Anyway, after a longer while, I went out to the underside saddle, which had to be traversed with steep slopes on both sides. There are no technical difficulties at all, but if you slip down, it may be very very dangerous. I went through this part rather cautiously. Then you only have to climb a few meters across the rocks to reach the summit. And there, finally, I met two Slovaks who made all these trraces I followed. They came (of course!) for the same purpose as me and had already started to prepair their photo equipment. It turned out that my timing was pretty good and there was still some time left until dawn. The weather was still very good, only the western part of Fatra was hidden under the huge black cloud. For the moment, it did not look like anything to worry about. And the view from Velky Rozsutec was great - rocks in the foreground, the main ridge of Mala Fatra with Stoh and the Velky Krivan at hand, the Wielka Fatra and the Low Tatras somewhere in the south-east, and the Tatras on the horizon exactly in the east.

After a dozen or so minutes, however, it turned out that this huge black cloud I had seen in the west began slowly swallowing the central part of the range, which meant that it would soon cover Rozsutec too. Unfortunately, this time I was right - just before sunrise, everything turned white. Well, only thing I could do, was to pack my gear and go down. Fortunately, descent was relatively easy and soon I found myself back on the wide Medziholie pass. The weather broke down to such an extent that I began to consider descent down to car and going back home.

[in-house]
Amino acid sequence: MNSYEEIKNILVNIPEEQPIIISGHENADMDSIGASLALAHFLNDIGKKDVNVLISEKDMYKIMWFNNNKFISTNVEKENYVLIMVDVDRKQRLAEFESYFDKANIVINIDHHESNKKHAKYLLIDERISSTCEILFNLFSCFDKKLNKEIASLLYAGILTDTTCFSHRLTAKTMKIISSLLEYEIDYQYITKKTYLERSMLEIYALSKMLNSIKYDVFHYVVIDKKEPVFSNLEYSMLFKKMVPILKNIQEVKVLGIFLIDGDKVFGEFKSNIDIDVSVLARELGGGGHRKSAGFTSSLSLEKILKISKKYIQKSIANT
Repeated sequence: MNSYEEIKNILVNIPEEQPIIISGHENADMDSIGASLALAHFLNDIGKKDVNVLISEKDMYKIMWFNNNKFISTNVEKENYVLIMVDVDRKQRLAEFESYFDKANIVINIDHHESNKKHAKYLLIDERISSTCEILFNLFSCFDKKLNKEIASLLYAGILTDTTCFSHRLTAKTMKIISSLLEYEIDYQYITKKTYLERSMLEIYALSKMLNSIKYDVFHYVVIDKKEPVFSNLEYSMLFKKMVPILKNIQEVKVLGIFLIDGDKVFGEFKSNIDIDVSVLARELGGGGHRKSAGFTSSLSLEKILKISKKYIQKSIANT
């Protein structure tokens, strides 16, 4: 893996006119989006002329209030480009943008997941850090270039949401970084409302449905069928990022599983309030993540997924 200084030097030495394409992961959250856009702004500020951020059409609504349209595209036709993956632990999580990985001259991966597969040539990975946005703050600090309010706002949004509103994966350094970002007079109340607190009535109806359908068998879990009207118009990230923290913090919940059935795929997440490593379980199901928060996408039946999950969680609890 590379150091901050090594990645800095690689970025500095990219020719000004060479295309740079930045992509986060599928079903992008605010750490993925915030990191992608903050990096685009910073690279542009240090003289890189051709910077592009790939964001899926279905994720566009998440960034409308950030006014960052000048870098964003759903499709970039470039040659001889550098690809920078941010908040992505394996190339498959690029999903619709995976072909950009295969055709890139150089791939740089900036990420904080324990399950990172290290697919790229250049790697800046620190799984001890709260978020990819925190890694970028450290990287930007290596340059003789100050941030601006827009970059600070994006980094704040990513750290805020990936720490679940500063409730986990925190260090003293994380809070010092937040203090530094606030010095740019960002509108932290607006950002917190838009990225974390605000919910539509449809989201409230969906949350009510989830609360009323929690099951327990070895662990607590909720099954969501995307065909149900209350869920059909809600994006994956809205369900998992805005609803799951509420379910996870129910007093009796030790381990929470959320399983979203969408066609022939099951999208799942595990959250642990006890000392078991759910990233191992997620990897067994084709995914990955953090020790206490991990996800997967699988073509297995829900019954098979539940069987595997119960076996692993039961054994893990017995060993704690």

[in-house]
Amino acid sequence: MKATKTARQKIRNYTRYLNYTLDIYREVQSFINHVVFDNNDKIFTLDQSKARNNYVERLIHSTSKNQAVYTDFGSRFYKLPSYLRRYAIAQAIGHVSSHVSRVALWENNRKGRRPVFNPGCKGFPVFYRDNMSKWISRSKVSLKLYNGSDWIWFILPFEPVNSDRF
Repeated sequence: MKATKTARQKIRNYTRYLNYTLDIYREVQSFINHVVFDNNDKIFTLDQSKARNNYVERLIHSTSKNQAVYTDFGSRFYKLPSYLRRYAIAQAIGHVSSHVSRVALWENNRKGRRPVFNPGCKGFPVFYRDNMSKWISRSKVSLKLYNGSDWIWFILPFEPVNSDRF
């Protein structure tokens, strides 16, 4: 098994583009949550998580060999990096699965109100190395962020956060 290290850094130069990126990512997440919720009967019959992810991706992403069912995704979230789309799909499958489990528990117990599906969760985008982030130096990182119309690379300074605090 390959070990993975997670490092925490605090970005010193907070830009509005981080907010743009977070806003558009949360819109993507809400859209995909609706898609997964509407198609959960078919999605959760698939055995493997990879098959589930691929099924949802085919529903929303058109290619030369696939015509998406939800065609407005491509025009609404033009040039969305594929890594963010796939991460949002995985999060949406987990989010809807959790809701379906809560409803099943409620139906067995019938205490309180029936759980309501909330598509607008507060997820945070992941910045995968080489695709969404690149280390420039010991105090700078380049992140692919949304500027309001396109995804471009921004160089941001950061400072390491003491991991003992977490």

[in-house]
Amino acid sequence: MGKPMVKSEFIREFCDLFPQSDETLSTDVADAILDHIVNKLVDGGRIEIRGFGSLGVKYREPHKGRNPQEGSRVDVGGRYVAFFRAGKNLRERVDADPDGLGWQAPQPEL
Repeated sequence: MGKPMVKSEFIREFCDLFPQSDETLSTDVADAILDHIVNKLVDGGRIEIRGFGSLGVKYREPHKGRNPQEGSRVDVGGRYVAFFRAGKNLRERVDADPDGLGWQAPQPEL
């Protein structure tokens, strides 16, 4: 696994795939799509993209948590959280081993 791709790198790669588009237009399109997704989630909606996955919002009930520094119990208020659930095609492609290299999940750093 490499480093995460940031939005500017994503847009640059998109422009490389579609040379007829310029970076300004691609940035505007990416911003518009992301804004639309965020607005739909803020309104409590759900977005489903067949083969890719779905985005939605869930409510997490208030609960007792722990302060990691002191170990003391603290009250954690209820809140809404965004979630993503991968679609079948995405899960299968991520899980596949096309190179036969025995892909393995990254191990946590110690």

In the end, however, I decided to take my chances and - as planned initally - I headed towards Stoh. I do not remember any other trail as this - a steep path through the forest, and then trudging from one pole to the other. To make everything even worse, the higher I was, the heavier it was snowing. I started to be rally tired, so my pace was rather embarrassing (of course there was nobody around, so I did not have to be ashamed of it). When I reached the summit, I was so happy that for the moment I nearly missed the trail - I just passed the apex and headed for the peg I saw straight ahead. But something touched me and I came back to check the signposts - they were icy, but I was able to read that the red ridge trail turns right on Stohh, and what I took for its continuation was actually the green trail going down to the south.

All in all, Stoh's summit is quite flat, so the views probably are not so spectacular. Thanks to that I did not even regret that almost nothing is visible. Or maybe I am wrong...? Maybe one day I will try to find out.

The descent from the summit was almost as boring as the ascent. In the meantime the visibility dropped to about 15 meters, so further poles had to be found blindfold. At one point I stopped at a place where neither the previous nor the next one was visible - only the glacial slope, the ice-snowshoes and the snowing snow. For one tiny moment I felt some sort of strange anxiety, but it was gone as soon as the next pole loomed in the distance.